“It’s heartening that the conversation we are having now is not ‘do we transition,’” says Mekala Krishnan, “but ‘how do we do itand do it well?’”
Mekala is a McKinsey partner who led the work on our new report, The net-zero transition: What it would cost, what it could bring, that focuses on the economic and societal changes needed to limit the planet to 1.5°C degrees of average warming. It analyzes the implications for demand, capital spending, costs, and the impact on jobs in the sectors that produce 85 percent of overall emissions. It also looks at what this will mean for 69 countries, in some cases down to the county level.
“Often when we discuss the net-zero transition, we focus on the end-state,” says Mekala. “But this report offers an unconventional lens: we take a close look at the sheer magnitude of the changes along the way of this massive undertaking to help leaders prepare for and understand what to expect.”
First, how did you come to work on sustainability at McKinsey?
Danielle: I’ve been focusing on energy transition and decarbonization here for about three years. Working on reports like this one and the net-zero Europe report has been an energizing and invaluable complement to client work.
Ryan: I’ve long had a personal interest in sustainability topics. Early in my career, I had the opportunity to highlight the connections between climate change, finance, and the economy at a financial institution, where I created scenarios for transitioning to a net-zero economy. It was good preparation for my work on this report years later.
Mekala: I knew I wanted to work on the most important, complex, and systemic problems that affect the most people around the world—and to help create a better world for our next generation. I led the work on our physical climate risk report in January 2020, which laid out the imperative for the net-zero transition—which is the focus of this new report.
What changes should leaders expect in a full-scale net-zero transition?
Mekala: First, a net-zero transition will be universal, affecting every country and sector.
It will be significant. We model a particular net-zero scenario from the Network for Greening the Financial System, a consortium of central banks. In this scenario, $9.2 trillion will need to be spent per year over the next 30 years on physical assets, such as renewable power and infrastructure for electric vehicles. That’s a $3.5 trillion increase from what we’re spending today.
The transition will also be front-loaded, in that we need to take action and deploy capital now for benefits down the road.
If the transition is delayed or disorderly, it will come with a lot of risk... But if it is managed well, it brings opportunity for everyone.
Perhaps most importantly, it will unevenly affect countries, sectors, and communities—this is the heart of the climate challenge. Developing countries such as Bangladesh, India, and Kenya, and those with large fossil fuel resources such as Qatar, Russia, and Saudi Arabia, will be among those where the most significant economic shifts could be needed; as well as sectors such as power, mobility, and heavy industry.
Finally, if the transition is delayed or disorderly, it will come with a lot of risk, such as energy supply shortages, stranded infrastructure assets, price increases, and worker dislocation. But if it is managed well, it brings opportunity for everyone; this is what we all have to work towards.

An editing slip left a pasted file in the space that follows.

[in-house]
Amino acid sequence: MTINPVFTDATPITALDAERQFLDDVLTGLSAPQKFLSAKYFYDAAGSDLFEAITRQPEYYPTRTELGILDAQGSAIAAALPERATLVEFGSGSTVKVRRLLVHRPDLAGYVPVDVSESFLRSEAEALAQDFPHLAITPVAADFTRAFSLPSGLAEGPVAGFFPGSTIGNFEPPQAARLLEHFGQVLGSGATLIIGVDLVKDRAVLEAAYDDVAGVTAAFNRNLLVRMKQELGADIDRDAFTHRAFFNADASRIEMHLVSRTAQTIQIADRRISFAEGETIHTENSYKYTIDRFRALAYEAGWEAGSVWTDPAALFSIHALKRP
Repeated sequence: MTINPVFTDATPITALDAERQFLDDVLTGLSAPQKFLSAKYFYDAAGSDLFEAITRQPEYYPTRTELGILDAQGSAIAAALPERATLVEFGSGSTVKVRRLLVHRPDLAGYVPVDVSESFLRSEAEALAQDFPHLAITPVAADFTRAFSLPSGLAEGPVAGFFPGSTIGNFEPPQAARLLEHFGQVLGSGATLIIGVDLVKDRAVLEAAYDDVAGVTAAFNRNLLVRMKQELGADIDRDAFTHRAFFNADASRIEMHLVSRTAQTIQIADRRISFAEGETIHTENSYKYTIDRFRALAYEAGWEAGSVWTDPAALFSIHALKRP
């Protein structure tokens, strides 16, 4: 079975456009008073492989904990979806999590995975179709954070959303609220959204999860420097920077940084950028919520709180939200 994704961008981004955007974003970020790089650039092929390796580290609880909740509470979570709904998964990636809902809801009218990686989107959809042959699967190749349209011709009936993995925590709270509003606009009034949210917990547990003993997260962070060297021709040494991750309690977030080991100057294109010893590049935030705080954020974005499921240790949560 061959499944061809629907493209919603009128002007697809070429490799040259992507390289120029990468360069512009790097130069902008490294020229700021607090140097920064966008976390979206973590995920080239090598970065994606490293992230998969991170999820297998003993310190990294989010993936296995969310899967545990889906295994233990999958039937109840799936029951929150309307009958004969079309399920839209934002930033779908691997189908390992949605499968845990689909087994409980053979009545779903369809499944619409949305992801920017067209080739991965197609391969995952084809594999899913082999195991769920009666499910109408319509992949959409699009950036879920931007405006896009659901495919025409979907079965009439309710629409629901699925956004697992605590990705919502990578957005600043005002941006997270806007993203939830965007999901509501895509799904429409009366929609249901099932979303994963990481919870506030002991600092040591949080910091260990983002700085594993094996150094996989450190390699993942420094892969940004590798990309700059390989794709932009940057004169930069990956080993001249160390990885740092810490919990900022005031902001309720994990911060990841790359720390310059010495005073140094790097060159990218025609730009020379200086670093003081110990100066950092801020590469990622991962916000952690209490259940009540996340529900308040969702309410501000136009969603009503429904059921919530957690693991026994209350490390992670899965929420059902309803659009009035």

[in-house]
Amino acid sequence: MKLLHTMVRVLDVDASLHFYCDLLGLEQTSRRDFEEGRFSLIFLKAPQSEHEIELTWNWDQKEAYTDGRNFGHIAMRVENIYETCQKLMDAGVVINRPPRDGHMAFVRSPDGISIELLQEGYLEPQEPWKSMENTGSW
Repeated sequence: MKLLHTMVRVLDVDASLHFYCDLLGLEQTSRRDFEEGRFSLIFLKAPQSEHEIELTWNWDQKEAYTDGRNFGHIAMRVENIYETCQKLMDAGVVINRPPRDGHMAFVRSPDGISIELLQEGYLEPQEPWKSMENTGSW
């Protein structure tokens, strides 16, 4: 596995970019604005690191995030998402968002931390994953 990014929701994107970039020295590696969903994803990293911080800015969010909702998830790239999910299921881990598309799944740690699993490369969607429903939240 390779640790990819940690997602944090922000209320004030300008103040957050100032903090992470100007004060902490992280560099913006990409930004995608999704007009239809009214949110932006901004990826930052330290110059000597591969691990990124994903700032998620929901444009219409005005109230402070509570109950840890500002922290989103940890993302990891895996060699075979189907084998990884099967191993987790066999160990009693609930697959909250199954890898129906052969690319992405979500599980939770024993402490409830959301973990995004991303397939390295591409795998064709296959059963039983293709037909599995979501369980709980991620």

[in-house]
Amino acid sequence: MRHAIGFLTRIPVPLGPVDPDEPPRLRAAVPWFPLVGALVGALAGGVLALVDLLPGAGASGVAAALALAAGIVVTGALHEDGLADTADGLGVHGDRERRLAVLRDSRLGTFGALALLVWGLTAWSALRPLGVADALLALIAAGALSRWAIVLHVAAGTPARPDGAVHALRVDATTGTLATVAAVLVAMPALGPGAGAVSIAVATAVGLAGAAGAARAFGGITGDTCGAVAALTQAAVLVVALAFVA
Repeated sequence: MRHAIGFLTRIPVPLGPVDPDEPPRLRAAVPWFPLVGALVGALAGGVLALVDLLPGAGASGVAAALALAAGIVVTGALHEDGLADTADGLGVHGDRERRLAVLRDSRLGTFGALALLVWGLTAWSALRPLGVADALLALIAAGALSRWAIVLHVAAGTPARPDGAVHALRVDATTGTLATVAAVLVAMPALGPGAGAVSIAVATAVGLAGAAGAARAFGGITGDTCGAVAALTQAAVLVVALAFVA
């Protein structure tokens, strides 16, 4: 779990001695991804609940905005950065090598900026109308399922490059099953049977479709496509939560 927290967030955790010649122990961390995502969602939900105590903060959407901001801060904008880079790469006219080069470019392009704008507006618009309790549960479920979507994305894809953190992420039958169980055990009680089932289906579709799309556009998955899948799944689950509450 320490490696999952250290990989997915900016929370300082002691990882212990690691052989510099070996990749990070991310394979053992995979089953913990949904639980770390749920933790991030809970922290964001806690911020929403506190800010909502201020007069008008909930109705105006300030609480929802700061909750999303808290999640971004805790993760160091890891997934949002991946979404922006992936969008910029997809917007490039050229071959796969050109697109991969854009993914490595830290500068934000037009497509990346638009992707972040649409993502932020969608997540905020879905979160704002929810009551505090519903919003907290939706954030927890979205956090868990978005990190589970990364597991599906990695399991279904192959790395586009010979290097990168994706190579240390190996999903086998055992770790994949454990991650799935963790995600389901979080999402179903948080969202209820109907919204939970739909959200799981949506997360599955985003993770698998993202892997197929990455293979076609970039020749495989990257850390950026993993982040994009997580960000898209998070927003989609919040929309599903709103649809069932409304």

What about jobs?
Ryan: We estimate that 185 million jobs would be lost by 2050 while 200 million direct and indirect jobs will be gained. But it’s important to put these numbers in context; they are relatively smaller compared to what we would estimate for shifts driven by automation, the future of work, and other macroeconomic forces. As Mekala pointed out, this shift will be uneven—the losses and gains will be concentrated in specific sectors and geographies, which is a challenge that has to be managed well.
Managing the transition well will take good leadership. How will the net-zero transition shape corporate agendas?
Danielle: From a day-to-day standpoint, we will see sustainability become ingrained in every part of a company’s agenda. Whether it’s a defining strategy for new and existing products; managing supply chains; or assessing risk and making capital allocations, climate will become a deciding factor.
Businesses will have to hire new types of talent to manage environmental requirements and develop new means for reporting progress to all of their stakeholders. Every colleague will be affected, from the leaders setting the agenda to the front-line workers creating and selling the products or services.
How might our lives as consumers change?
Ryan: At the moment, consumers suffer from a lack of choice—it’s hard to find sustainable goods at affordable prices. Over the next five years, I expect it’ll become easier to make the choice to lower emissions in your day-to-day life, whether it’s about which car you buy, how you heat and cool your house, which household items you use, or other consumer choices.
Finally, what will it take to ensure this transition happens in an inclusive way?
Mekala: As someone who comes from India, which will likely be disproportionately exposed to the physical and economic risks of climate change and the net-zero transition, I think it is extremely important to keep in mind.
For this transition to be inclusive, leaders will need to create incentives that account for the inherent unevenness of the problem. This has to be a shared problem, otherwise there will be winners and losers. I hope this report contributes to a transition that is equitable to everyone globally.